As I digest her ideas and their implications, this passage transforms into a soliloquy on female pain and the difficulty of calm navigation between banality and hysteria:

“How enamored am I of the clichés of female pain? . . . Do I wish to make my distress visible and, therefore, hysterical? Or do I wish to suffer in silence? How often do I clean my home? How many loaves of bread do I bake, on average, every week?”

Her essayistic style shifts her narrative focus and strengthen her argument.

In another illuminating passage, Popkey’s narrator again mocks the trope of the unreliable narrator. She brazenly makes a statement, revises it, and admits that she’s lying and consciously shaping her narrative:

“I met Laura in graduate school, where I also met my husband. They were dating when I met them, Laura and my husband. My ex-husband. That’s not true. I did meet both Laura and my ex-husband in graduate school, but they weren’t dating. That would be a better story. I am often thinking of the better story because the actual story is so often boring.”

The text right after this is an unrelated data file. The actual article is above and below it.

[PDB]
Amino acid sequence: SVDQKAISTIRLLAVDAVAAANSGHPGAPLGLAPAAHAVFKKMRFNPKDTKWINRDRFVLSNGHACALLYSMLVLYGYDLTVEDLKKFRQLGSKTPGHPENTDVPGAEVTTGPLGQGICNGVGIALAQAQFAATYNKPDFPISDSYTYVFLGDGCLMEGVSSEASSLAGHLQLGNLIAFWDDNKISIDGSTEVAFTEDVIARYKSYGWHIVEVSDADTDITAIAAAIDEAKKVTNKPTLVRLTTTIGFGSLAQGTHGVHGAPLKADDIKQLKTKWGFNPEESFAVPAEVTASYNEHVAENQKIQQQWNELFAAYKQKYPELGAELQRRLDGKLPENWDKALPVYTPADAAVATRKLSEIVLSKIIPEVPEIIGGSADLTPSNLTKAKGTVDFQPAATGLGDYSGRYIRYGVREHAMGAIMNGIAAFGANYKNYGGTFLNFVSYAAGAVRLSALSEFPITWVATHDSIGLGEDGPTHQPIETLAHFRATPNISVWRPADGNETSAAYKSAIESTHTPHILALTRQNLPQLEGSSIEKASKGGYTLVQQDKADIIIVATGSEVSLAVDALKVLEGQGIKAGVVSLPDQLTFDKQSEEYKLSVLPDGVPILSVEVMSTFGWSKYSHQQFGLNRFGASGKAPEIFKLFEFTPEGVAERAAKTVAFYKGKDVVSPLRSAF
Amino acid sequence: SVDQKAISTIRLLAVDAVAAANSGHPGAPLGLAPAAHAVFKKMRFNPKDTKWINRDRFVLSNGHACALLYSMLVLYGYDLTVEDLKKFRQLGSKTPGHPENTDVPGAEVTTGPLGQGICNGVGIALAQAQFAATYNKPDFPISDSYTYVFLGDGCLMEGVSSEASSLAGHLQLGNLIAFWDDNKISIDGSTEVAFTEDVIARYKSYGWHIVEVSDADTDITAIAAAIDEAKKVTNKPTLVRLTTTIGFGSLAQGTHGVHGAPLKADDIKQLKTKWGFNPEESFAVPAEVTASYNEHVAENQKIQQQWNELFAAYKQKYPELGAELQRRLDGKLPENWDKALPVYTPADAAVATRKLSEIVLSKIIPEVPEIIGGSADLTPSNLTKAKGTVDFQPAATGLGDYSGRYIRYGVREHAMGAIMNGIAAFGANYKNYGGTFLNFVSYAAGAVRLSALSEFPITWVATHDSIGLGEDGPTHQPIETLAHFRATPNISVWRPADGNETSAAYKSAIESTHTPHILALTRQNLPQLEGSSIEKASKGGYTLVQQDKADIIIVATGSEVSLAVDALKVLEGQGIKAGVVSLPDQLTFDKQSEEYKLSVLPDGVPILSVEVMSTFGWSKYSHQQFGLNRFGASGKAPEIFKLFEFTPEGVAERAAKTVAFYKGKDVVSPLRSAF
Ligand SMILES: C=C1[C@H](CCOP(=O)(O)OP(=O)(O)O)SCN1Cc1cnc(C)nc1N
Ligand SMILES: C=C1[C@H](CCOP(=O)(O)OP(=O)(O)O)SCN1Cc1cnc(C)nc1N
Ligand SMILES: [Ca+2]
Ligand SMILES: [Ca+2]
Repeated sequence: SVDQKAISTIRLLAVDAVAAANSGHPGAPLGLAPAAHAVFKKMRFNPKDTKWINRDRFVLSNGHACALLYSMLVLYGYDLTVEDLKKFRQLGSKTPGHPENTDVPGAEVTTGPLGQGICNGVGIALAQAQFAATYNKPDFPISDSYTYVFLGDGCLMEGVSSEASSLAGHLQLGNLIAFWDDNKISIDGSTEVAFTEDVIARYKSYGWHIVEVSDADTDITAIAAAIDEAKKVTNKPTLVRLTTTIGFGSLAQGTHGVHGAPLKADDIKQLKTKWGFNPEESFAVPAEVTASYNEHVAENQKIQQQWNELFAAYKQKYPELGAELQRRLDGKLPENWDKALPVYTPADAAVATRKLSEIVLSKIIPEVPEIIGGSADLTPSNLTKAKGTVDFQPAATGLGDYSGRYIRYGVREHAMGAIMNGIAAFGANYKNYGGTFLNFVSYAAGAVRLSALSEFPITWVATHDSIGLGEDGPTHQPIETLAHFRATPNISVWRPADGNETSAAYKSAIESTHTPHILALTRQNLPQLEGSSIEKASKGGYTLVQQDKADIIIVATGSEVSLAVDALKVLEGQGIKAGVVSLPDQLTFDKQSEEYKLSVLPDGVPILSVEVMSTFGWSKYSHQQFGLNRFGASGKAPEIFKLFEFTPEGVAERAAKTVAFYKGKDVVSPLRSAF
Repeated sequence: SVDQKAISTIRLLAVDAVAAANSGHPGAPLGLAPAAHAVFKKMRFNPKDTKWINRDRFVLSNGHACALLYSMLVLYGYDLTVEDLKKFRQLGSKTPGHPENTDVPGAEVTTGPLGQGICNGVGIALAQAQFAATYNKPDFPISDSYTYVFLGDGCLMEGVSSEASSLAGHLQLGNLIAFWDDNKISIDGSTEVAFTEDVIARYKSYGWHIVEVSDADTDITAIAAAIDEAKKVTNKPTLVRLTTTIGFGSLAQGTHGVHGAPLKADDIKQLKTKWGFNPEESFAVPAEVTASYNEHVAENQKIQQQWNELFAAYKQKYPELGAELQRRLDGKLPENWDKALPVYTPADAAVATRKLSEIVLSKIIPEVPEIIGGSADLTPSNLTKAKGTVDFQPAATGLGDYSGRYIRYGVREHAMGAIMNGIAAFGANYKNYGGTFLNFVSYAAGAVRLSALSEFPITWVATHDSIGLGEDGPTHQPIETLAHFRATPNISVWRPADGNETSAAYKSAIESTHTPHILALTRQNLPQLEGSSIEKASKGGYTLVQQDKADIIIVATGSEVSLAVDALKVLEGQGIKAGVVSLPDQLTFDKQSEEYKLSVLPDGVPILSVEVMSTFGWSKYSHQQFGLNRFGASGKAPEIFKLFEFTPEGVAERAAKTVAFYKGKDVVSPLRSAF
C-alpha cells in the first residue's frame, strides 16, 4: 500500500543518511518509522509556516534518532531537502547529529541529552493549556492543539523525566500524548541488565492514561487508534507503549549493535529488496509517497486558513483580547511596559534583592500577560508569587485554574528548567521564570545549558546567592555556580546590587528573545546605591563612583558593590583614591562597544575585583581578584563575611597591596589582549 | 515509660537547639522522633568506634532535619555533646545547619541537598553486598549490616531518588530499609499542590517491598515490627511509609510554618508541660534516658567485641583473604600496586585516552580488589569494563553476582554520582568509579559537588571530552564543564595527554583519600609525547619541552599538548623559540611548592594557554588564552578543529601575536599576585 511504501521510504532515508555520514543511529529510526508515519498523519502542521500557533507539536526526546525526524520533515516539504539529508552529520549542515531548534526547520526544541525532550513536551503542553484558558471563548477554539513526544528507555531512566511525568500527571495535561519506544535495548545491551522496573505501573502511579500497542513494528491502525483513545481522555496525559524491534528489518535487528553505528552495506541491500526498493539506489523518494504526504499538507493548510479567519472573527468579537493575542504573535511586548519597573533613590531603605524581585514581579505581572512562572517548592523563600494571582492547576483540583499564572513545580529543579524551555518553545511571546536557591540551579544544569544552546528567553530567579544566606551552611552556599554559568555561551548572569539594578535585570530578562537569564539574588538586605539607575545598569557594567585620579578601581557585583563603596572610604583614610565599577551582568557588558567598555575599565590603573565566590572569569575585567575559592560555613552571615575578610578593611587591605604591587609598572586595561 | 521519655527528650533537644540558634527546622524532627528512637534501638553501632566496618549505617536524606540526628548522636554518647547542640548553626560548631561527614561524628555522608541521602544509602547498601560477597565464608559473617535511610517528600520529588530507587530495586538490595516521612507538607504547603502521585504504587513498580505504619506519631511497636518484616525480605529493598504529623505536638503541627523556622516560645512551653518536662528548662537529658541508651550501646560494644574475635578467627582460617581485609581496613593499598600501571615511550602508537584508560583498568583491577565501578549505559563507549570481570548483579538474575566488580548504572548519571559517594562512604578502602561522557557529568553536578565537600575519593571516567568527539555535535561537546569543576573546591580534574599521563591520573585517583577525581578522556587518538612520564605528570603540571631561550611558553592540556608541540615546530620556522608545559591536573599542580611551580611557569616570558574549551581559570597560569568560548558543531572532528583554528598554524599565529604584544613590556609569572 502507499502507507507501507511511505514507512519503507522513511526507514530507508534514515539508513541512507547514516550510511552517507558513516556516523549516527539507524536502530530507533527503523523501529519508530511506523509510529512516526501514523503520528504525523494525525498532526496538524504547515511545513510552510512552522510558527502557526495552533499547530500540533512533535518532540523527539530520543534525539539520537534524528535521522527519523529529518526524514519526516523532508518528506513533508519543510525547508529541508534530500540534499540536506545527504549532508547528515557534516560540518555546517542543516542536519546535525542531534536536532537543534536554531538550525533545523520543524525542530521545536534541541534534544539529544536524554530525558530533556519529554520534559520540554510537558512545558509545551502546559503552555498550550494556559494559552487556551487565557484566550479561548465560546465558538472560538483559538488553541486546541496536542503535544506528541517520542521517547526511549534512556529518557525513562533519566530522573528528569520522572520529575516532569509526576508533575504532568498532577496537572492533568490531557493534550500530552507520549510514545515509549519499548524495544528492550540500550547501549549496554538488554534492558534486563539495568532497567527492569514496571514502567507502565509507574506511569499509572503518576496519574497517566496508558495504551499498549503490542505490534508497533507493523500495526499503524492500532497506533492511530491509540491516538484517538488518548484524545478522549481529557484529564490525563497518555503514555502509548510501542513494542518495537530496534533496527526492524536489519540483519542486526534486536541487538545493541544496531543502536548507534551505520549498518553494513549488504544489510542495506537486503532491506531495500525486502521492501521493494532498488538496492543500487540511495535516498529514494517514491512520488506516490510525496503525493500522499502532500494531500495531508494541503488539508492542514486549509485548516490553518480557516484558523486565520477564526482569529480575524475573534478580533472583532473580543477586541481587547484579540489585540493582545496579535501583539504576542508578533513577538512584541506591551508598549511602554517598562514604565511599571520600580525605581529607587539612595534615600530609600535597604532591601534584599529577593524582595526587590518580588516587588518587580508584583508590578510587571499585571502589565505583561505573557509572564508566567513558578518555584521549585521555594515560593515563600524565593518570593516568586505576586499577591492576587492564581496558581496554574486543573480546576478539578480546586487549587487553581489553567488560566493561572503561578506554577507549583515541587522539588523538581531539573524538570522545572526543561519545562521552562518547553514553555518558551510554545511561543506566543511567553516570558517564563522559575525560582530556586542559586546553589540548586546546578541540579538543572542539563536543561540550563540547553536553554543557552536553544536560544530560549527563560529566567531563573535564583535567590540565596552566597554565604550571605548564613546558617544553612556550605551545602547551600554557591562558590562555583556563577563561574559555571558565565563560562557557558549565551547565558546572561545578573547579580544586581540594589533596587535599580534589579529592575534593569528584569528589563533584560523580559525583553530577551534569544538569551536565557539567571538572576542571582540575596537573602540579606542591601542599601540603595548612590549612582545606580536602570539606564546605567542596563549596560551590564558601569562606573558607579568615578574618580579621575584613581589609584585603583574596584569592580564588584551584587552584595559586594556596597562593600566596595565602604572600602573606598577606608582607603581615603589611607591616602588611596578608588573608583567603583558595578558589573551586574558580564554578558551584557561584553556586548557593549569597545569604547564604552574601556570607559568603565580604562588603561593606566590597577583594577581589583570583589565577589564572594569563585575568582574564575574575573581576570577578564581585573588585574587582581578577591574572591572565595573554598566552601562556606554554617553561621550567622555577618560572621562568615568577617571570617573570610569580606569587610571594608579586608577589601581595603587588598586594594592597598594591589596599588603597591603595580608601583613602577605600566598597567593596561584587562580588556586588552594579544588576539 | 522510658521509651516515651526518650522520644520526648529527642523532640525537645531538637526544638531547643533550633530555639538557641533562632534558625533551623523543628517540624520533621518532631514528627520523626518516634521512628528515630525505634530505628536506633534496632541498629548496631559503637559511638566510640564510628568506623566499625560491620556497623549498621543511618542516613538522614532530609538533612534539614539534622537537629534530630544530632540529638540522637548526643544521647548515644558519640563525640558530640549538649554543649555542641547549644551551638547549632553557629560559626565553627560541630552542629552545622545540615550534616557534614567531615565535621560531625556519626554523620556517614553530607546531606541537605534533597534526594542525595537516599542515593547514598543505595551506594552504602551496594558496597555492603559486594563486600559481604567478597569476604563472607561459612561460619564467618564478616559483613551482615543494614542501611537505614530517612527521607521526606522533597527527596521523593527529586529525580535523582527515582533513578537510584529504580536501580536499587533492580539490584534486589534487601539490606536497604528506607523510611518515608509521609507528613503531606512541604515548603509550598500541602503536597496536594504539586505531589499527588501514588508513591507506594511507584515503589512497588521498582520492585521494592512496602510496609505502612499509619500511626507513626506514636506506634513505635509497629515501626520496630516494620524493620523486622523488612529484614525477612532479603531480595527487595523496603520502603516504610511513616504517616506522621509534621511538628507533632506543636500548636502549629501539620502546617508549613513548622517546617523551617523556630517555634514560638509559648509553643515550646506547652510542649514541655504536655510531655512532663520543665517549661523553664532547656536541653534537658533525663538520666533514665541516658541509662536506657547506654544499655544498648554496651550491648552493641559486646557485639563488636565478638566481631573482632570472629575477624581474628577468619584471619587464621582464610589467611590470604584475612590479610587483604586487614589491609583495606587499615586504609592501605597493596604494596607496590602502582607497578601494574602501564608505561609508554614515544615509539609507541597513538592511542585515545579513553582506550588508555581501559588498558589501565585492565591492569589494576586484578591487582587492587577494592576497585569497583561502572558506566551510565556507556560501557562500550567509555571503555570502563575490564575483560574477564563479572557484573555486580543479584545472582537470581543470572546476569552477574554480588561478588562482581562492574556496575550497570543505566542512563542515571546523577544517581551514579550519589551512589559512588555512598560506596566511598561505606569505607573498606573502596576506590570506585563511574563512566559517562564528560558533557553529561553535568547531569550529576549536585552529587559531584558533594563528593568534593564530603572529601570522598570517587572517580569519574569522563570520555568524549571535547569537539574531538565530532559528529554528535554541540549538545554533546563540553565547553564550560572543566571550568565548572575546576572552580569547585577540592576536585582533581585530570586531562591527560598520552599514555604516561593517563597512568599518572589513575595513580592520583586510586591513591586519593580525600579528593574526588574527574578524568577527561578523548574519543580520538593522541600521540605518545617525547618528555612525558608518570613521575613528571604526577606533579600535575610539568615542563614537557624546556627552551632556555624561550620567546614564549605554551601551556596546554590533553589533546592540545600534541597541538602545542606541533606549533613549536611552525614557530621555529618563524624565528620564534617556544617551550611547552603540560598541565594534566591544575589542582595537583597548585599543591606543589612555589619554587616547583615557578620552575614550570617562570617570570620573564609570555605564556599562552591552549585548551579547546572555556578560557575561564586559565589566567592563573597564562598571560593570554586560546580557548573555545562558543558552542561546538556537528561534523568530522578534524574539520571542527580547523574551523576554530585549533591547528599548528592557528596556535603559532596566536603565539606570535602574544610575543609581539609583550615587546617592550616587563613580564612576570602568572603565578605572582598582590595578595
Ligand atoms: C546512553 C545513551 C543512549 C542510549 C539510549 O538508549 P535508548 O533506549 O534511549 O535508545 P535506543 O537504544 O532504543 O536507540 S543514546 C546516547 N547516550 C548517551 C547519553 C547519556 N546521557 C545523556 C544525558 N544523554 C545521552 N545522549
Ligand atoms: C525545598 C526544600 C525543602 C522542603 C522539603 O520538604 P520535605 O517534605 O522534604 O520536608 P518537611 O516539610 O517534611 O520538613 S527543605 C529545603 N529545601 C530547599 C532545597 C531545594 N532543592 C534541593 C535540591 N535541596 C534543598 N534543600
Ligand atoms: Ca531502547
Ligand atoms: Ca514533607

I’m also a sucker for a well-crafted aphorism:

“I have been, in my life, just close enough to wealth to touch the rotting lace of its hem. Another way to put this: my family has been, still is, richer than most.”

“When we thought about sex we thought mostly about ways to defend against what we didn’t want instead of ways to pursue what we did.”

“I do tend to think I’m the smartest person in every room and it doesn’t help that lately I have been.”

Any Cop?: Another line resonated throughout Topics of Conversation: “What I’m saying is that my life, like the lives of most people, lacks an original story. I mean one with any explanatory power.” I don’t know how closely this rather humble brag mirrors her own life. But I do know that Miranda Popkey’s writing brilliantly compensates for any shortcomings. I will be eagerly anticipating reading her work in the future.



Chris Oleson